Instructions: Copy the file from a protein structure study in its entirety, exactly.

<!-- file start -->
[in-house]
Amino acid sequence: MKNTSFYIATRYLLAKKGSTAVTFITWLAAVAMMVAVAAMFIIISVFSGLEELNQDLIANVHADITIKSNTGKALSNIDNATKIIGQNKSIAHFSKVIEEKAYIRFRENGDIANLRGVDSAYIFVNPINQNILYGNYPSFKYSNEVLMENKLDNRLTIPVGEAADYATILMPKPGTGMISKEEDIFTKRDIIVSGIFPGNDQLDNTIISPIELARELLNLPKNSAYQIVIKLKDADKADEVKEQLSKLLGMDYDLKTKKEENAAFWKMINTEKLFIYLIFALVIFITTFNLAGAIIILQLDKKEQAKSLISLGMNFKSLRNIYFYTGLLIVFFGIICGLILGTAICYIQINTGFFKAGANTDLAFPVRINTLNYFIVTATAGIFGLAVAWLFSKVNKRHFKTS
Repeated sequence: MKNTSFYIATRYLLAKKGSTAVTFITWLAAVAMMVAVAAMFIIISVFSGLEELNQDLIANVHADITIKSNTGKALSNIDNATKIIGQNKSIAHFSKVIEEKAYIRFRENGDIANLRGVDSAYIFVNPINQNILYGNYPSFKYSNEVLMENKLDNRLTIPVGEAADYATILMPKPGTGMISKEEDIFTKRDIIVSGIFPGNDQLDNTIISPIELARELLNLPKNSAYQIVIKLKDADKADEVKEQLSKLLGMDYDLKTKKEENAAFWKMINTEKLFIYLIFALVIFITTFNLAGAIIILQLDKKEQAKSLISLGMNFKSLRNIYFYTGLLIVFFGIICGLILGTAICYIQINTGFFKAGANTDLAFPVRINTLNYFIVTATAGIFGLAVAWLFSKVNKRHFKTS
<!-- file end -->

[in-house]
Amino acid sequence: MKNTSFYIATRYLLAKKGSTAVTFITWLAAVAMMVAVAAMFIIISVFSGLEELNQDLIANVHADITIKSNTGKALSNIDNATKIIGQNKSIAHFSKVIEEKAYIRFRENGDIANLRGVDSAYIFVNPINQNILYGNYPSFKYSNEVLMENKLDNRLTIPVGEAADYATILMPKPGTGMISKEEDIFTKRDIIVSGIFPGNDQLDNTIISPIELARELLNLPKNSAYQIVIKLKDADKADEVKEQLSKLLGMDYDLKTKKEENAAFWKMINTEKLFIYLIFALVIFITTFNLAGAIIILQLDKKEQAKSLISLGMNFKSLRNIYFYTGLLIVFFGIICGLILGTAICYIQINTGFFKAGANTDLAFPVRINTLNYFIVTATAGIFGLAVAWLFSKVNKRHFKTS
Repeated sequence: MKNTSFYIATRYLLAKKGSTAVTFITWLAAVAMMVAVAAMFIIISVFSGLEELNQDLIANVHADITIKSNTGKALSNIDNATKIIGQNKSIAHFSKVIEEKAYIRFRENGDIANLRGVDSAYIFVNPINQNILYGNYPSFKYSNEVLMENKLDNRLTIPVGEAADYATILMPKPGTGMISKEEDIFTKRDIIVSGIFPGNDQLDNTIISPIELARELLNLPKNSAYQIVIKLKDADKADEVKEQLSKLLGMDYDLKTKKEENAAFWKMINTEKLFIYLIFALVIFITTFNLAGAIIILQLDKKEQAKSLISLGMNFKSLRNIYFYTGLLIVFFGIICGLILGTAICYIQINTGFFKAGANTDLAFPVRINTLNYFIVTATAGIFGLAVAWLFSKVNKRHFKTS